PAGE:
OK... that's all for now.

      - Sign in to comment
    • Christian
      Christian Frederick

      William, do you have access to experiment on a concert grand harp?

      - Sign in to comment
    • William
      William Weber

      Not at the moment. The music director at my church knows someone but I have no idea of her schedule.

      - Sign in to comment
    • Sid
      Sid Humphreys

      Tony,

      I use this Ap as well now. Try plugging in your hands free headset and dangle the microphone inside the back of the harp. You should be able to get a reading not only for the 1st octicve C but the 00G will also show up (if just for a second)! In fact I've been using this more than my regular tuner these days.

      Sid

      - Sign in to comment
    • Christian
      Christian Frederick

      fyi.....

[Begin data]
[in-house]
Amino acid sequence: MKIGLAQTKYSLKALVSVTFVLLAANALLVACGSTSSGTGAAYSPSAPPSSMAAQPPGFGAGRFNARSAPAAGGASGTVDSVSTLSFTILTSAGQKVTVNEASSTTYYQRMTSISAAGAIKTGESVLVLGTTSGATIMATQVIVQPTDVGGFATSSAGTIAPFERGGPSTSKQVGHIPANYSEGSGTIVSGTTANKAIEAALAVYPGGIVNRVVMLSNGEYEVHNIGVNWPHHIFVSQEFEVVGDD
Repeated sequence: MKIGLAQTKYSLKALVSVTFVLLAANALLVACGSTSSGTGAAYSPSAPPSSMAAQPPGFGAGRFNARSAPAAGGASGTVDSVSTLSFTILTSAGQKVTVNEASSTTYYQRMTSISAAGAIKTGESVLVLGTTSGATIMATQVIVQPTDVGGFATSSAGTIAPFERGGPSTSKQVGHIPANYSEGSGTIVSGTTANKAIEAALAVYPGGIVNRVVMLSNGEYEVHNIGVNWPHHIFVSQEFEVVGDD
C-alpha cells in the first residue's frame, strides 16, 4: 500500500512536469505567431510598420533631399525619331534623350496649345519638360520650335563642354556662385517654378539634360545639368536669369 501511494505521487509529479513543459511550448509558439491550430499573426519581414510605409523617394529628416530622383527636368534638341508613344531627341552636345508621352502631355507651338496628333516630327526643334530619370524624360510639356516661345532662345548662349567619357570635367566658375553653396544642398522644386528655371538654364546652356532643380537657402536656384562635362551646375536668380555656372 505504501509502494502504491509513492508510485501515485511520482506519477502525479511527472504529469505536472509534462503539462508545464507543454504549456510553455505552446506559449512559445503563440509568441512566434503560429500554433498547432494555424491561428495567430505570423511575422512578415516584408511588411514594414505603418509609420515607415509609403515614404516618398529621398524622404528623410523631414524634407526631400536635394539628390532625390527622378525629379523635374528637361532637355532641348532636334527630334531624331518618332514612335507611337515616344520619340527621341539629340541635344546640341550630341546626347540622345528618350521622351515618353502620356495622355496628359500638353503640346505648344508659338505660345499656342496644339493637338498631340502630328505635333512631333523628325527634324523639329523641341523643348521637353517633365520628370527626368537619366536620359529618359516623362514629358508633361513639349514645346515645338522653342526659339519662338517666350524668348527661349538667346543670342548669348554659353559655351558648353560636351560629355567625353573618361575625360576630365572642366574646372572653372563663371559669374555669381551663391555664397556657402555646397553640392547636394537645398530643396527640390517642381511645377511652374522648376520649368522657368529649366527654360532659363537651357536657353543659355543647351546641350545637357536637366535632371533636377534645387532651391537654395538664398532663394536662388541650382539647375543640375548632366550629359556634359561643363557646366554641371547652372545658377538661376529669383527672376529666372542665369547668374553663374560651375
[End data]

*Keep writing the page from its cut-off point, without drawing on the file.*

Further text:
the Accu-Tuner IV is $1,500.00. I think this is probably the best tuner out there.

      - Sign in to comment
    • Kathy
      Kathy Chanik

      Christian, that Accu-tuner is fantastic-but maybe a bit above how complicated I wanna get while tuning.  Sounds like it needs to be plugged into a computer?  I need Tuners for Dummies.  Do you have an opinion on any of the other more commonly used (in the harp world anyway) tuners out there-the Korgs and the Seikos and others?  I prefer the needle ones...

      - Sign in to comment
    • Christian
      Christian Frederick

      I agree... the Accu-tuner is an overkill for the harp. I just would find it interesting if a working accomplished piano technician could tell us how it would work on the harp.

      I have no real opinions about the other tuners... but... it you have a smart phone such as an iPhone or one of the others, there are several apps with tuners on them. Tony, do you know what they are called? I remember running across different tuners at the iPhone app store, some were for free and some were a nominal cost....

      - Sign in to comment
    • William
      William Weber

      If I were looking for the best possible piano tuning meter I'd go with the Veritune. The Accu-Tuner produces a tuning from a mere three samples by making assumptions that are only valid in a fine instrument of large scale, whereas the Veritune measures the frequencies of all partials. of all strings while the tuning is in progress.